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Wei Jingsheng picinterview with Wei Jingsheng

Wei Jingsheng endured nearly 20 years in Chinese prisons for his outspoken criticism of Deng Xiaoping and for his advocacy of democracy.

Q What has this event meant to you?
WJ (via translator) It's been a very memorable experience. There are so many human rights supporters here, not only from America but from Europe and so I get to interact with a lot of different people—some that I know and some that I'm meeting for the first time..

Q What will you take with you when you leave?
WJ I'll know who supports my causes in China and who doesn't.

Q You just met the President of the Unites States. Was that just a photo-op or do you feel that it will have some meaning?
WJ I spoke to him for a half-hour before, in 1997. The feeling then was the same as it was this evening.

Q Obviously right human rights and Chinese trade is a big issue.
WJ
What's been paid attention to tonight is that your average American citizen is slowly coming to understand the situation in China. It shows what knowledge of the situation in China the average American citizen has. Everybody knows that my opinion on the PNTR (Permanent Normal Trade Relations status) is that I'm against the passing of the PNTR. Clinton is obviously on the other side of that issue.

Q Clinton mentioned that American people should care about what happens in China, what happens in East Timor, what happens in Libya. What should he say to the American people about why they should care?
WJ Human rights are shared by all people of the world and if some people still suffer without them, then nobody has them at all. Particularly in China, which is such an influential country and such a world power today. If there's a problem and human rights don't develop in China, there could be serious issues that develop in China that will effect the whole world. You know I would hope that Clinton would be supportive of these issues, but obviously the stance he's taken with the PNTR and other Chinese human rights issues ... but then again he's very happy that everyone was here together tonight for this event and that, you know, maybe PNTR and such matters might be influenced by the success of tonight's event.*

Q Tonight your portrait was shown and your words were read. Do you feel that's important?
WJ I don't want everybody to study every sentence that I utter, but I hope that people support what we're supporting in China. Not only would this benefit people in China, but it would also benefit people who are living comfortable lives elsewhere. The sentence I said—the sentence that was uttered tonight—was about when I was put in the death cell. Many people don't really won't understand the optimism of what I was saying at that time, but I believe that if you don't have an optimistic world view when you're in such a dire circumstance, there's no way you can overcome it.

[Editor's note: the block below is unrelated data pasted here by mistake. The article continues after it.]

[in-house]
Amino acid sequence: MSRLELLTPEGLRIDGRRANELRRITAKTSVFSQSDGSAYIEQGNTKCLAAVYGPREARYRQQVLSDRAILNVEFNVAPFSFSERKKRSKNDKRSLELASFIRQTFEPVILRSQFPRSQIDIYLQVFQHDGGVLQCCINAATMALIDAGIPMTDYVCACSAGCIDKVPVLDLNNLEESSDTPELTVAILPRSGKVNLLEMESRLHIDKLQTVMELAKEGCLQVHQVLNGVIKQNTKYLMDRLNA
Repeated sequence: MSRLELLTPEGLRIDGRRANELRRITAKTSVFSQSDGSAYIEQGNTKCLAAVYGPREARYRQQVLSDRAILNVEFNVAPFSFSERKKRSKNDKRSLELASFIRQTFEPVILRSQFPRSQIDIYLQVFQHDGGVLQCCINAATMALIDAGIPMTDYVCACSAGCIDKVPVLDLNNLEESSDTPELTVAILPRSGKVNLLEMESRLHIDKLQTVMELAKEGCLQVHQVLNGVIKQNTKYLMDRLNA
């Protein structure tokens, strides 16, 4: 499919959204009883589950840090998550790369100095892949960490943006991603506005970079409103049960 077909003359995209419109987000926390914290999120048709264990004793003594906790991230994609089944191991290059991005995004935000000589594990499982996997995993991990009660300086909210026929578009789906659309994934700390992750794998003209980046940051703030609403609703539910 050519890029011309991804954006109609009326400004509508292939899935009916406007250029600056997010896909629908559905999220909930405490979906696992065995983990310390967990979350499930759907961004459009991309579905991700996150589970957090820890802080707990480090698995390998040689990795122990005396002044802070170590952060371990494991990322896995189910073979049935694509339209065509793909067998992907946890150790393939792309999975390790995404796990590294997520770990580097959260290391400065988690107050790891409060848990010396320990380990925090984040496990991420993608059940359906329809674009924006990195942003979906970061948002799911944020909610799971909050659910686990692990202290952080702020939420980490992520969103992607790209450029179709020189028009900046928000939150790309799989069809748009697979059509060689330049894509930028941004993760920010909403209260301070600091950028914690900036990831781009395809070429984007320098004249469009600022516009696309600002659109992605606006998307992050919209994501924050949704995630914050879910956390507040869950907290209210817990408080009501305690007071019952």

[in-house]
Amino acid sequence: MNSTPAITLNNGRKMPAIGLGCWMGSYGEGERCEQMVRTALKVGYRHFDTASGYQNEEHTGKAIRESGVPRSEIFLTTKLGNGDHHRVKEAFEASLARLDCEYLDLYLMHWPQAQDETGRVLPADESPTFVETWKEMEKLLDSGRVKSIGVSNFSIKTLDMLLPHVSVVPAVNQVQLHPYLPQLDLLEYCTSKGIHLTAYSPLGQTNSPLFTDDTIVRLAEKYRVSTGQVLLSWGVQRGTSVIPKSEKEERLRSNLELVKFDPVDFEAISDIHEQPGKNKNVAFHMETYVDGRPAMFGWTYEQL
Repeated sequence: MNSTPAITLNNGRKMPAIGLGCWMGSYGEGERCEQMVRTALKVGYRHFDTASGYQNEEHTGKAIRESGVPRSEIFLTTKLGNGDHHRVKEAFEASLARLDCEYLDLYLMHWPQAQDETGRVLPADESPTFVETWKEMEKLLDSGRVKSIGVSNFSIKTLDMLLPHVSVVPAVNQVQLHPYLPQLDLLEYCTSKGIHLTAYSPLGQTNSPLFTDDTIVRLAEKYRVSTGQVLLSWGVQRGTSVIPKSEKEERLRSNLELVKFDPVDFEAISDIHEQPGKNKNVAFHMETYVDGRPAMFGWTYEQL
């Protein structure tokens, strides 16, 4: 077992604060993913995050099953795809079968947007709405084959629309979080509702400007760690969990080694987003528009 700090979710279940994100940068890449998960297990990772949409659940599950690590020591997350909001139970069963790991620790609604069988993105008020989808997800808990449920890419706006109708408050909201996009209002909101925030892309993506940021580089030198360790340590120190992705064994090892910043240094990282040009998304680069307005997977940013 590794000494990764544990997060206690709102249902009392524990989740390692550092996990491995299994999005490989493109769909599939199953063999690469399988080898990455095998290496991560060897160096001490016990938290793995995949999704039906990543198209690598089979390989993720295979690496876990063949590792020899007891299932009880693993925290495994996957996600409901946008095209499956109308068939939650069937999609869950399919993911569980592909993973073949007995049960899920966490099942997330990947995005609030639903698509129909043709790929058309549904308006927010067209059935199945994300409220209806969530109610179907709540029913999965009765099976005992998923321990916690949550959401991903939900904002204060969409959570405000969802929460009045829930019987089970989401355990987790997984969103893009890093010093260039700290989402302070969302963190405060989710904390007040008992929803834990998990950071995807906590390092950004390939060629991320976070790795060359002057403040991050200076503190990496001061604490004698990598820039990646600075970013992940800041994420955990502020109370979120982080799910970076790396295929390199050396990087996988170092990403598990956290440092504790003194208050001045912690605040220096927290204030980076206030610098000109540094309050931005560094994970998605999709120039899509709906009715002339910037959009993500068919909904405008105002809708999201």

Q
Many people have said, "It's not meI'm not courageous. I had to do it." Where does strength come from to become a human rights defender?
WJ When I was living in China, people don't have anything to eat. There's people living in such poverty that it's impossible not to develop human rights in China. When I was in China many years ago, I saw many people starving to death. I saw people standing at train stations, not wearing any clothes, begging for money. Seeing people who had such terrible lives made a real impression on me—it was simple. At that time, I decided my life's present course, supporting human rights.

Q Do you feel that we have made progress in the human rights movement? Where is the human rights movement today?
WJ
I'm afraid that in the last few years it's even gone backwards. Although people all over the world are coming to understand the human rights situation more and more in Europe, in the States, and all across the world, the relevant governments don't pay attention to human rights problems as much as they should. For example, with the PNTR vote today, 80% of the American public opposed PNTR, supposedly, but 70% of Congress supports it. And that's an example of how governments are not paying attention to human rights. This is a problem of American democracy.

Q What personal feeling do you leave, having met all your colleagues? What inside do you, what personal feeling do you feel as you go?
WJ It was wonderful to see everybody organize and support each other's causes underneath the banner of human rights; although Western governments and Western human rights organizations are all our friends, we should also rely on ourselves to continue support for human rights.

*Note: On September 19th, 2000 the U.S. Senate overwhelmingly approved legislation guaranteeing Permanent Normal Trade Relations between China and the United States. The Senate vote followed the passage of the bill in the US House of Representatives in May. President Clinton is expected to sign the bill. The legislation ends a 20 year policy of reviewing China's trade status each year, and grants China low-tariff access to US Markets. The annual review gave the US the ability to penalize China for human rights abuses.


Interview by OFFLINE ENTERTAINMENT GROUP



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